As predicted, on May 5, 2021 the Department of Labor announced the withdrawal of the Independent Contractor Rule which was made final on January 6, 2021 (“January 6 Rule”). The withdrawal became effective today (May 6, 2021) with its publication in the Federal Register.
The January 6 Rule codified the approach of giving significant weight to several factors of the “economic realities” test for determining worker classification, while giving other factors less weight. That rule was welcome news for businesses in helping to clarify independent contractor status.
The DOL bases the withdrawal on the following:
The January 6 Rule was not supported by FLSA’s text or purpose and has not been otherwise used by the courts.
The January 6 Rule did not provide the clarity it intended.
The January 6 Rule would not have benefited workers “as a whole”.
The withdrawal of the January 6 Rule is not disruptive as it had yet to take effect and has not been applied by the courts.
The DOL’s decision withdrawing the January 6 Rule gives the judges more discretion to weigh the factors of the economic realities test, and ultimately paves the way for a more aggressive rule – perhaps a federal ABC standard – which will contribute to a growing classification of more workers as “employees”.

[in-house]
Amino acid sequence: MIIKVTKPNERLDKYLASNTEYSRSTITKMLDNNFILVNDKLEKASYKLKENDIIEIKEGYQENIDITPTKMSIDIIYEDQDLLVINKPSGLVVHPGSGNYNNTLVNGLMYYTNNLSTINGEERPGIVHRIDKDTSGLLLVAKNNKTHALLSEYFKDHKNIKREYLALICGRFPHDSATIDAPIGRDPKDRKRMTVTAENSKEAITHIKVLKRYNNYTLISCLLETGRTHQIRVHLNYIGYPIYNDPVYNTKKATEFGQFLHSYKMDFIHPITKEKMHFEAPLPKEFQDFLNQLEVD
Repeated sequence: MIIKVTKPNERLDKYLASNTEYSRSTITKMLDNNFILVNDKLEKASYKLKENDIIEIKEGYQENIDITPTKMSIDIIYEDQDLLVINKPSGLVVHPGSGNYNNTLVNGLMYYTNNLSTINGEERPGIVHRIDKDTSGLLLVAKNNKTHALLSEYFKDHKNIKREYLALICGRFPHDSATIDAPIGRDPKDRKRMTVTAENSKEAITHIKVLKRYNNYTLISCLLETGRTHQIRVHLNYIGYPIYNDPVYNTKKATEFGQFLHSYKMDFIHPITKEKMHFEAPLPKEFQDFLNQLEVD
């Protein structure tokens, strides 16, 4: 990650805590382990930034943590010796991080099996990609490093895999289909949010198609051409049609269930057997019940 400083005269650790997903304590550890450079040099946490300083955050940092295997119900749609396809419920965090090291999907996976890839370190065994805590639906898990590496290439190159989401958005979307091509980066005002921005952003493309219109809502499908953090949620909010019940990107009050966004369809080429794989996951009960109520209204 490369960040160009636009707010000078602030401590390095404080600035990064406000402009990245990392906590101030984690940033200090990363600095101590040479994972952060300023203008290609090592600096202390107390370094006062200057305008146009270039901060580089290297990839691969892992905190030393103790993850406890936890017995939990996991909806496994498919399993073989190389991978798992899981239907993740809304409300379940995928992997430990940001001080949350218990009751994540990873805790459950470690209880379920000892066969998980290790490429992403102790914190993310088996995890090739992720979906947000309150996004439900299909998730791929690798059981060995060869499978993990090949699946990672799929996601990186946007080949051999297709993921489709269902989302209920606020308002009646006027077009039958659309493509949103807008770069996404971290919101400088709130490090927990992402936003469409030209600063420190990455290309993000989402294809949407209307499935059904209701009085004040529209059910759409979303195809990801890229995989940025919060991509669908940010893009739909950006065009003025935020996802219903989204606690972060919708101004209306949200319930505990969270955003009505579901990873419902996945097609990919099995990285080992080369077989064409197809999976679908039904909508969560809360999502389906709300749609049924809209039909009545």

On March 31, 2021, Governor Cuomo signed the “Marihuana Regulation and Taxation Act” (“MRTA”). Among other things, this law legalizes adult recreational use of marijuana; it amends New York’s “off duty conduct” law to protect employees from discrimination based on marijuana use in some circumstances; and it immediately or potentially expunges some marijuana-related convictions.
Here are three ways we predict this law will change HR practices in New York:
Pre-employment Drug Testing. Some New York employers may consider limiting pre-employment drug testing except when required by law or contract. With the changes enacted by MRTA, a positive cannabis test alone may no longer suffice to support a no-hire decision. As a consequence, some employers may choose to simply forgo it as a condition of employment.
Drug Policies / Discipline. Prudent employers will pause before taking any adverse action (e.g., firing, disciplining, refusing to promote, etc.) against an employee based on that employee’s known marijuana use. This is particularly true if the use is outside of work, off duty, and without using the employer’s equipment.